In general, I’m a fast and loose writer. When I sit down at the keyboard my goal is to just knock it out, and once it's done then I'm done with it. For the most part, that’s worked out well for me, but there are times when it’s bitten me in the ass.
For example: I was supposed to write a 1,000 word short story on any topic of my choosing for my freshman year English class. I spent an hour doing one draft of the first gibberish that came to my mind. It was a short vignette about a mad scientist who invents a machine that invents more machines for him, and once he doesn't have to work, he just sits back and eats fried chicken all day. He got so fat that he ended up having to remove his body - he ended up being a brain in a jar. It, um, wasn't Hemingway.
I knew that my story wasn’t my best work, but I didn’t bother to improve it - I just wasn’t a second draft guy and it seemed like it was good enough. Once other students had begun reading their stories aloud in class I immediately realized how far my story was from being "good enough". One kid's story detailed how one Thanksgiving he’d been told to summon his father for dinner only to discover that his father had passed away while watching a football game. Another girl wrote about how her friend had died in a car crash, and she was got so emotional when she was reading that she couldn’t finish it - she was crying too hard. I sat there, dreading the moment when I would have to verbalize this garbage story to the entire classroom – but I had made my bed and I was going to have to lie in it.
That experience was on my mind during Theodore Rex, because this movie seems like something I would have written in high school. (It’s about a part-cyborg cop who teams up with a vegetarian dinosaur to solve a "dinocide". Incidentally, the murder weapon was an exploding butterfly. It, um, isn't Hemingway.) Theodore Rex stars Whoopi Goldberg, who was no stranger to serious drama at this point in her career - she was an Oscar nominee for the Color Purple and an Oscar winner for Ghost. When she was working on this movie did she have the same sinking feeling in her stomach that I did when I was reading my story about the mad scientist?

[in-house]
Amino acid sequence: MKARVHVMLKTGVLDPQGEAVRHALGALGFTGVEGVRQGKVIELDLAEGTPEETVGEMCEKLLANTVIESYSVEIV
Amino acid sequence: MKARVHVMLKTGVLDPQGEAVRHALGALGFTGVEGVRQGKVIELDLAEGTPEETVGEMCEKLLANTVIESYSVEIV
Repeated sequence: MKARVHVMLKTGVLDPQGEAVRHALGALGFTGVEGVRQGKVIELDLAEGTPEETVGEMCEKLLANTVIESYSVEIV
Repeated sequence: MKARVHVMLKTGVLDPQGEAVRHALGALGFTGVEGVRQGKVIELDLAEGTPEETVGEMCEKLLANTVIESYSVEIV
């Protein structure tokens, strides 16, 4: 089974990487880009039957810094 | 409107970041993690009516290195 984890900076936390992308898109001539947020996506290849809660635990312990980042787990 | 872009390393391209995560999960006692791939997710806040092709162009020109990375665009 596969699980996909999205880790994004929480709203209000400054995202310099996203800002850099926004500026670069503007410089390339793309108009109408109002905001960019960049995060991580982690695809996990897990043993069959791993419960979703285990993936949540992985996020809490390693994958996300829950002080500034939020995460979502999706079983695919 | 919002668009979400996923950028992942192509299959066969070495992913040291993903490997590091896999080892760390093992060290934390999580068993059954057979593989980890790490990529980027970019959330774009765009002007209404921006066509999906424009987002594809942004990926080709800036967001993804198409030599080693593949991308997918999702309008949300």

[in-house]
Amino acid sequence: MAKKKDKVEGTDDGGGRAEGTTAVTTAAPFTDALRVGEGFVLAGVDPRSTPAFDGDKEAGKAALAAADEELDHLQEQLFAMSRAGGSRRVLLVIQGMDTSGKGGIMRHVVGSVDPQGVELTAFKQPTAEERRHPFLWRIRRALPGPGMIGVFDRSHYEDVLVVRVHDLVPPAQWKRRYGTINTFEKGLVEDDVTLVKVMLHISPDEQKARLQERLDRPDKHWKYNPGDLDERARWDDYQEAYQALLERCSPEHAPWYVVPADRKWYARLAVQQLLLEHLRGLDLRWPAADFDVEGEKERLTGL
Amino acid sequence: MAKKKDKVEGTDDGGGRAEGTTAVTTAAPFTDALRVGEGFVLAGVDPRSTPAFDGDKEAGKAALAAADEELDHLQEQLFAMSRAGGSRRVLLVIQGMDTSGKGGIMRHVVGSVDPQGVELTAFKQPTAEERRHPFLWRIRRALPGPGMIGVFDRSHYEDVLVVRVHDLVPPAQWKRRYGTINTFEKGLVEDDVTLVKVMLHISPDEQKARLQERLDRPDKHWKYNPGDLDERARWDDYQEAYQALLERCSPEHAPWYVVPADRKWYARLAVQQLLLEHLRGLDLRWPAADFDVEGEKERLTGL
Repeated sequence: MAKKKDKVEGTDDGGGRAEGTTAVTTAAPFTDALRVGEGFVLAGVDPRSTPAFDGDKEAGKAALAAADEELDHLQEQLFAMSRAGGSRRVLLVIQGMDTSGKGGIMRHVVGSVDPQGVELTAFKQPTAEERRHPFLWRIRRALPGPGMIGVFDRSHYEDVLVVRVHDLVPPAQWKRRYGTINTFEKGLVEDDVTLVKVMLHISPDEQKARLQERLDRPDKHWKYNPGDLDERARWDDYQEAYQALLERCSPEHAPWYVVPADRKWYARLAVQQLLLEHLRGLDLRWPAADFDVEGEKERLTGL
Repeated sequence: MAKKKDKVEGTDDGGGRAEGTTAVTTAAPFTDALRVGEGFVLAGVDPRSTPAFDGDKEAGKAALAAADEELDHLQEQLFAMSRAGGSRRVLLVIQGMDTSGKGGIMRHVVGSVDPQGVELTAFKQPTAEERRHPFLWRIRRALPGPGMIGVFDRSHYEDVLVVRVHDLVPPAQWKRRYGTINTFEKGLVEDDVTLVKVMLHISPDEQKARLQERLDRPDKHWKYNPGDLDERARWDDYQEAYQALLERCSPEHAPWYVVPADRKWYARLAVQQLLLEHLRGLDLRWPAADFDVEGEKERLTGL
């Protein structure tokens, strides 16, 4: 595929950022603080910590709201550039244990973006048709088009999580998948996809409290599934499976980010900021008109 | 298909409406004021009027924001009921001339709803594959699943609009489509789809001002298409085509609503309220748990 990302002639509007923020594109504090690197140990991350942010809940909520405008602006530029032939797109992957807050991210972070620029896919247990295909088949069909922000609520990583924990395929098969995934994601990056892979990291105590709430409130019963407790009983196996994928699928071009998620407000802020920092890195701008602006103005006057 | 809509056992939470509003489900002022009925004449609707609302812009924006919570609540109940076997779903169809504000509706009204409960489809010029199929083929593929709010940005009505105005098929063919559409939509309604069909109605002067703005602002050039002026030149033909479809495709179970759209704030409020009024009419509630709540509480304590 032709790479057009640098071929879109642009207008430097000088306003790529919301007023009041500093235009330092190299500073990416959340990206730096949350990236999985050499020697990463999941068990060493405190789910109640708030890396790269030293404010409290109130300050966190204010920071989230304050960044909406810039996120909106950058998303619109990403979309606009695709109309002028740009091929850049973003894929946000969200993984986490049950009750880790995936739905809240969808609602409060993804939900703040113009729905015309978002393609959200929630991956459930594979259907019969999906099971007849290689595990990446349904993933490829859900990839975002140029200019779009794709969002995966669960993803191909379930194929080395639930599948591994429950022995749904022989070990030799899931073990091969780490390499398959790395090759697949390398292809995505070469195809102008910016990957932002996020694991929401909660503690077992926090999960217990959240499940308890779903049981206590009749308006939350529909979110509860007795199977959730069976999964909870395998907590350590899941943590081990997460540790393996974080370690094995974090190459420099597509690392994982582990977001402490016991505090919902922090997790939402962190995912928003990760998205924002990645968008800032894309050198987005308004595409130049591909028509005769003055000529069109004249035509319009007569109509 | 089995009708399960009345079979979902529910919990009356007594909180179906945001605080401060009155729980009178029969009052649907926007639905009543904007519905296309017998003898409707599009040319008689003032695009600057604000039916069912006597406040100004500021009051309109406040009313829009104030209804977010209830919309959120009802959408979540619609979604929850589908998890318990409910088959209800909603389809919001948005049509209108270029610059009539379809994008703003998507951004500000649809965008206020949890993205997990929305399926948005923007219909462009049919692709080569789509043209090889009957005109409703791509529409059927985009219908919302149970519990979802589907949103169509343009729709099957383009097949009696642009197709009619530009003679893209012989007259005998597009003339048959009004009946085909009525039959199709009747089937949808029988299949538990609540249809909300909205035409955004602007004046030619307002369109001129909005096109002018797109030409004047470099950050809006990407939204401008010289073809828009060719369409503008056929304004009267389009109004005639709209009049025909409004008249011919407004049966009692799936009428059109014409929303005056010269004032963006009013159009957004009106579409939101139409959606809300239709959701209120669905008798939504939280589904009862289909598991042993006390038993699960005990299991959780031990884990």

I don’t mean to pick on Whoopi: she’s not in the top ten things that are wrong with this movie, and it’s cheap to pick on actors for appearing in bad movies. But anytime you watch a movie this ill conceived you have to kind of wonder how the actors felt about it while they were making it, and boy is this movie ill conceived. It's definitely aimed at children, but even when I was five years old I think I would have seen through it. There's a scene in a museum where an “expert” describes herself as a “dinosaurologist” instead of a “paleontologist”. I would have known that was wrong even as a child, because it was my goal to grow up to be a "paleontologist", not a "dinosaurologist".
There's another scene where Whoopi and her T-Rex partner are playing good cop/ bad cop with a suspect, and the T-Rex’s idea of being a bad cop involves farting directly on the perp’s body. I don't know if I would have laughed at that back then but I certainly hope not. You can tell that the scriptwriter was pandering to children, but that he didn't really get what appeals to them - this is the sort of dumb that's too dumb even for children.
Honestly, it's a shame that the script is so tone deaf, because this could have been goofy fun. Most of the people who worked on this film did their job well. The special effects team that made the dinosaur suits did a bang-up job: they don’t look very dinosaur-y because the scale is off, but they also look better than the cheap rubber suits from old Godzilla movies. The production design team did a good job, too, because the big details (like the futuristic city that serves as the stories backdrop) and the little details (like the three toed Converses that Theodore Rex wears) are all well executed. But it doesn’t matter how this movie looks – the concept is just too juvenile. It was always going to be dumb.
I can understand why this movie was written. There was a time and place when I would have written something like this myself. Of course, I would have written it in a few hours as a first draft – my excuse for such weak ideas as exploding butterflies and vegetarian T-Rexes would be that I was half-assing it in a hurry. But how was this movie actually made? You can’t hurry a movie, especially not one that has to build an entire city and then populate it with dozens of dinosaurs. How did people work on this movie for months and months and not say "maybe the dinosaur shouldn't fart on people?"
You know, if I had known that my mad scientist story was going to have to follow two tearjerker stories, I probably would have cleaned it up more. So why did Whoopi - who knew that she was following up the Color Purple and Ghost - sign up for this eye-rollingly doofy movie? It's depressing to think about her consciously deciding to waste her talents. But then again, it's also gives me some hope, because I still own the rights to that mad scientist story, and it looks like getting it made into a movie starring an Oscar winner might not be that hard...
Winner: The Cat